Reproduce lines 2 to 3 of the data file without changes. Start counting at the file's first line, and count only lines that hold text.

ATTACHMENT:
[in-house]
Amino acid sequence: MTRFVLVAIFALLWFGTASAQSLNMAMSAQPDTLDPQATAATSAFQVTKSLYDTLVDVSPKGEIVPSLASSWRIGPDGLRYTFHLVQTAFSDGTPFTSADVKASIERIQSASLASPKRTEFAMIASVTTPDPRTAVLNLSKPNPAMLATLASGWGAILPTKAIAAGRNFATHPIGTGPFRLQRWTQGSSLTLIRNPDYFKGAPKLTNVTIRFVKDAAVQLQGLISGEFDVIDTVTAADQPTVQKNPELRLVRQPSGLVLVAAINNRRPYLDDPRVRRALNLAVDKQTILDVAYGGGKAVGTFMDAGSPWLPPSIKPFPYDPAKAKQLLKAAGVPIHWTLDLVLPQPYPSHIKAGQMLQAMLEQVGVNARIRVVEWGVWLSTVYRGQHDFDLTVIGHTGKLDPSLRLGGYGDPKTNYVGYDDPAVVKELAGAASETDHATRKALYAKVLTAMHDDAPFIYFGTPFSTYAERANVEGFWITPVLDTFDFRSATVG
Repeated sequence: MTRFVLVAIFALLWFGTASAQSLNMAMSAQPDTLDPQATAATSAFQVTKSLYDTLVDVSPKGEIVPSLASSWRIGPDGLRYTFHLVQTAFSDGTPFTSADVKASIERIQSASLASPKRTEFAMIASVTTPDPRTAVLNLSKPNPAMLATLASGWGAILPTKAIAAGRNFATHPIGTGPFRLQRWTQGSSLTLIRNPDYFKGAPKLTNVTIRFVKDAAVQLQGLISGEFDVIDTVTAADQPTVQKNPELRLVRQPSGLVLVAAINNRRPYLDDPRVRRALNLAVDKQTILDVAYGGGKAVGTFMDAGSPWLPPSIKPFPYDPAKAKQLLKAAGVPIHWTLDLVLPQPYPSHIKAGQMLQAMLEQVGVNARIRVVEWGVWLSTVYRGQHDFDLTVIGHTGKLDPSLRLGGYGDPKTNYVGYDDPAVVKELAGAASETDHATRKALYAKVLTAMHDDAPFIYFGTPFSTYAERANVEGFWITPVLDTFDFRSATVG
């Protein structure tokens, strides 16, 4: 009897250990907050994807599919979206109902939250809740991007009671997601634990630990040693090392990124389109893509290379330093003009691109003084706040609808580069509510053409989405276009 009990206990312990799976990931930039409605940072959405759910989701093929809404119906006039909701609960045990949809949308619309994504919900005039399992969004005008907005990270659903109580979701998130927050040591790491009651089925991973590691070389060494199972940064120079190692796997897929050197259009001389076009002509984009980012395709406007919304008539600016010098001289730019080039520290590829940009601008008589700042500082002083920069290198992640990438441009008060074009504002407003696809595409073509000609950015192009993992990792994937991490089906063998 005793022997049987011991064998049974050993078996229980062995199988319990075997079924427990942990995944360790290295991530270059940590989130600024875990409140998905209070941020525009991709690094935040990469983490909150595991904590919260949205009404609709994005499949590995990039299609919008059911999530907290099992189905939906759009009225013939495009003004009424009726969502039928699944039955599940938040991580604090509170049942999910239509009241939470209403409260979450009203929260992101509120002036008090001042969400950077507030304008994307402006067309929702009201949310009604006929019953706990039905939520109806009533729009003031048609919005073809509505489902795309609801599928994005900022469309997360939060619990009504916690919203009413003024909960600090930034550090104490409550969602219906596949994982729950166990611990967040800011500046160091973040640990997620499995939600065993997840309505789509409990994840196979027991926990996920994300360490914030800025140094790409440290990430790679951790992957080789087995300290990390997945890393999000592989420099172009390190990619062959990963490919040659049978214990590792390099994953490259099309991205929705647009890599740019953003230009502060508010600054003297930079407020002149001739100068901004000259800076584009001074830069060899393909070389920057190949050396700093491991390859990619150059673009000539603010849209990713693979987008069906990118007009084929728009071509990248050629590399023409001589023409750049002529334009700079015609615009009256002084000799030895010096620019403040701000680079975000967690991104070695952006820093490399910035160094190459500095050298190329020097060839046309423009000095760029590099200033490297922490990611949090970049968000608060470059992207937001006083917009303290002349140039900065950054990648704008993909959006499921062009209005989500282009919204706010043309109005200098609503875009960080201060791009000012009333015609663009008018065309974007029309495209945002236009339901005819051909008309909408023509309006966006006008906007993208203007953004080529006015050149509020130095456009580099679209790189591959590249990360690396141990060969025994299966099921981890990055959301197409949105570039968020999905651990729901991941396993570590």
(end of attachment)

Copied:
Amino acid sequence: MTRFVLVAIFALLWFGTASAQSLNMAMSAQPDTLDPQATAATSAFQVTKSLYDTLVDVSPKGEIVPSLASSWRIGPDGLRYTFHLVQTAFSDGTPFTSADVKASIERIQSASLASPKRTEFAMIASVTTPDPRTAVLNLSKPNPAMLATLASGWGAILPTKAIAAGRNFATHPIGTGPFRLQRWTQGSSLTLIRNPDYFKGAPKLTNVTIRFVKDAAVQLQGLISGEFDVIDTVTAADQPTVQKNPELRLVRQPSGLVLVAAINNRRPYLDDPRVRRALNLAVDKQTILDVAYGGGKAVGTFMDAGSPWLPPSIKPFPYDPAKAKQLLKAAGVPIHWTLDLVLPQPYPSHIKAGQMLQAMLEQVGVNARIRVVEWGVWLSTVYRGQHDFDLTVIGHTGKLDPSLRLGGYGDPKTNYVGYDDPAVVKELAGAASETDHATRKALYAKVLTAMHDDAPFIYFGTPFSTYAERANVEGFWITPVLDTFDFRSATVG
Repeated sequence: MTRFVLVAIFALLWFGTASAQSLNMAMSAQPDTLDPQATAATSAFQVTKSLYDTLVDVSPKGEIVPSLASSWRIGPDGLRYTFHLVQTAFSDGTPFTSADVKASIERIQSASLASPKRTEFAMIASVTTPDPRTAVLNLSKPNPAMLATLASGWGAILPTKAIAAGRNFATHPIGTGPFRLQRWTQGSSLTLIRNPDYFKGAPKLTNVTIRFVKDAAVQLQGLISGEFDVIDTVTAADQPTVQKNPELRLVRQPSGLVLVAAINNRRPYLDDPRVRRALNLAVDKQTILDVAYGGGKAVGTFMDAGSPWLPPSIKPFPYDPAKAKQLLKAAGVPIHWTLDLVLPQPYPSHIKAGQMLQAMLEQVGVNARIRVVEWGVWLSTVYRGQHDFDLTVIGHTGKLDPSLRLGGYGDPKTNYVGYDDPAVVKELAGAASETDHATRKALYAKVLTAMHDDAPFIYFGTPFSTYAERANVEGFWITPVLDTFDFRSATVG